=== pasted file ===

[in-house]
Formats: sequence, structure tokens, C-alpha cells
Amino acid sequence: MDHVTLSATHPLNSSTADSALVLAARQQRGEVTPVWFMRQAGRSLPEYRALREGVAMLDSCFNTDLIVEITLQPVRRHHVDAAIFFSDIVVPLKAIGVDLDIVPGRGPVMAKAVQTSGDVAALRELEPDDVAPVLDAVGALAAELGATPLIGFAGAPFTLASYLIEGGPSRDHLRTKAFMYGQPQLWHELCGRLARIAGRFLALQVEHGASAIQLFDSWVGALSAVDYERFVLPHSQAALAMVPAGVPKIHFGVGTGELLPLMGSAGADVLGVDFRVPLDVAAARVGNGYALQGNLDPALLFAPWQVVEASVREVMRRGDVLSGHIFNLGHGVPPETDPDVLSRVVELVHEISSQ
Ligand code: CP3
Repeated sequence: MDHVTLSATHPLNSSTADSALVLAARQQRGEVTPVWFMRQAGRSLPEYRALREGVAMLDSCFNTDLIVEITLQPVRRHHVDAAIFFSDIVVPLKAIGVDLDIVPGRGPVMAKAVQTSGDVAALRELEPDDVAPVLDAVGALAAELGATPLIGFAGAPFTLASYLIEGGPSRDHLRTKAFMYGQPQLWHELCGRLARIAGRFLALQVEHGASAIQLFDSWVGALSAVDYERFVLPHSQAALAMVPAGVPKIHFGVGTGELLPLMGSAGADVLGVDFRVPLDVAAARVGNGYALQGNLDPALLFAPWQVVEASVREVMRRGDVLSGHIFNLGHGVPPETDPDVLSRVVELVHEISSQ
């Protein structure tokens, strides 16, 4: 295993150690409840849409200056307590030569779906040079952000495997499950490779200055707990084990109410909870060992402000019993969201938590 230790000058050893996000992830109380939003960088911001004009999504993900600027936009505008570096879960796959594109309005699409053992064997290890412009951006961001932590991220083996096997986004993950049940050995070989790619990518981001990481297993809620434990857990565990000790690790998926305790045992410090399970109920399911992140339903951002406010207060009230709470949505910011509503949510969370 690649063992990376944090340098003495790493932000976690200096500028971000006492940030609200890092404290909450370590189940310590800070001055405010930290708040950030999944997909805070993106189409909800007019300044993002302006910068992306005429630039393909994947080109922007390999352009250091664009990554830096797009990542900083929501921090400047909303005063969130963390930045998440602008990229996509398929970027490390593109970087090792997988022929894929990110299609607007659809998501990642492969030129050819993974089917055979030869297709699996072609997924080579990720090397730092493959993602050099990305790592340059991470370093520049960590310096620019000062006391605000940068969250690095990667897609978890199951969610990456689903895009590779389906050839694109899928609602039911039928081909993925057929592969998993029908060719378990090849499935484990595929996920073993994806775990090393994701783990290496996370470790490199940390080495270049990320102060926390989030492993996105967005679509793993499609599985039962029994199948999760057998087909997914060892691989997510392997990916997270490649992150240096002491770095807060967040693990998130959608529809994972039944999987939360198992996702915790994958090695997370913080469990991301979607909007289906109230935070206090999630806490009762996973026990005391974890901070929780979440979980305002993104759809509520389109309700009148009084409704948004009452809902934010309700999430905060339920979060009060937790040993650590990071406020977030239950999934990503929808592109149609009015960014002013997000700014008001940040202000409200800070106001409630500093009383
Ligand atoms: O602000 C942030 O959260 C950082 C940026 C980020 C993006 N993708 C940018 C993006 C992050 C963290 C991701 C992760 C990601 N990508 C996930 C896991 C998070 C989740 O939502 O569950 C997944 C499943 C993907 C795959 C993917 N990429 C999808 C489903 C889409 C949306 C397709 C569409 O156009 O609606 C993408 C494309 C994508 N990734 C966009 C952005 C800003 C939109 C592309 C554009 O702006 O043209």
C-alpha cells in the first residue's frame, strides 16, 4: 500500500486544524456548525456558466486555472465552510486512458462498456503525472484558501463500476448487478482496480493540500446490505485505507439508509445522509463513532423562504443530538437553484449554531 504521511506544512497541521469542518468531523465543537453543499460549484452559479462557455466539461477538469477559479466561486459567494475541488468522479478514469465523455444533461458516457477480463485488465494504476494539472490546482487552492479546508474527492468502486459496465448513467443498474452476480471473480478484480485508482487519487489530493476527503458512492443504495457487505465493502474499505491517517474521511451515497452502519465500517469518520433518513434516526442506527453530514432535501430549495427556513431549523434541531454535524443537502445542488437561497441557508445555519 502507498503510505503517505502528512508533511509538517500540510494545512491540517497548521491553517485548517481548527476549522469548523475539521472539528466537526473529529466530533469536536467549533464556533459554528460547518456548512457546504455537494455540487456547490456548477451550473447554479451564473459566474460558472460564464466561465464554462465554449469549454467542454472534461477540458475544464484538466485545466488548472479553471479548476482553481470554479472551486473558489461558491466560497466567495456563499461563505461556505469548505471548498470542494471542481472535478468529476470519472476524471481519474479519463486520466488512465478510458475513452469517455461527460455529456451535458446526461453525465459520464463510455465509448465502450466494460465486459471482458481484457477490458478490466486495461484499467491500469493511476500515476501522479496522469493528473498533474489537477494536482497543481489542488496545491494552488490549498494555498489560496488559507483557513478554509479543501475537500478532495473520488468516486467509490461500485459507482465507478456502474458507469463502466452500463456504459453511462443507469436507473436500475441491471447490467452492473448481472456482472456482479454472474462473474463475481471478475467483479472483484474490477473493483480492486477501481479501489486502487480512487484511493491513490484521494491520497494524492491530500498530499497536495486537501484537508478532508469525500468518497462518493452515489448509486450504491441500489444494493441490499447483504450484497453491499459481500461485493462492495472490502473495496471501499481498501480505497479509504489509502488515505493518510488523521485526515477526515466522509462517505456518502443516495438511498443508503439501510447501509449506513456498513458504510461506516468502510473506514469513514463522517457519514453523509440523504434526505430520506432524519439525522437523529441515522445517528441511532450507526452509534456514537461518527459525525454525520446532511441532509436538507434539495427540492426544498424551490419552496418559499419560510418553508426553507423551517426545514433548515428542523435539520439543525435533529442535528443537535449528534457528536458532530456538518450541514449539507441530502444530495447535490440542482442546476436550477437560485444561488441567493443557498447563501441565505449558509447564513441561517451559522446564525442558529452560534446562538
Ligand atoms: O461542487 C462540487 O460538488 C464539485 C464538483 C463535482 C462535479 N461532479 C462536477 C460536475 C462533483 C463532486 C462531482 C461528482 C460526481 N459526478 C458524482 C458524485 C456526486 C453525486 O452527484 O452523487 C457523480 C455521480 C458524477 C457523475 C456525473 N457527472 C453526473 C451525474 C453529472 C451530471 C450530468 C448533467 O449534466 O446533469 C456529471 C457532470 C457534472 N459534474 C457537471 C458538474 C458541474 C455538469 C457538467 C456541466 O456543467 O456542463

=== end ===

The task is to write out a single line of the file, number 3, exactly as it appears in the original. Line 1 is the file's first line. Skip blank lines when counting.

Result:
Amino acid sequence: MDHVTLSATHPLNSSTADSALVLAARQQRGEVTPVWFMRQAGRSLPEYRALREGVAMLDSCFNTDLIVEITLQPVRRHHVDAAIFFSDIVVPLKAIGVDLDIVPGRGPVMAKAVQTSGDVAALRELEPDDVAPVLDAVGALAAELGATPLIGFAGAPFTLASYLIEGGPSRDHLRTKAFMYGQPQLWHELCGRLARIAGRFLALQVEHGASAIQLFDSWVGALSAVDYERFVLPHSQAALAMVPAGVPKIHFGVGTGELLPLMGSAGADVLGVDFRVPLDVAAARVGNGYALQGNLDPALLFAPWQVVEASVREVMRRGDVLSGHIFNLGHGVPPETDPDVLSRVVELVHEISSQ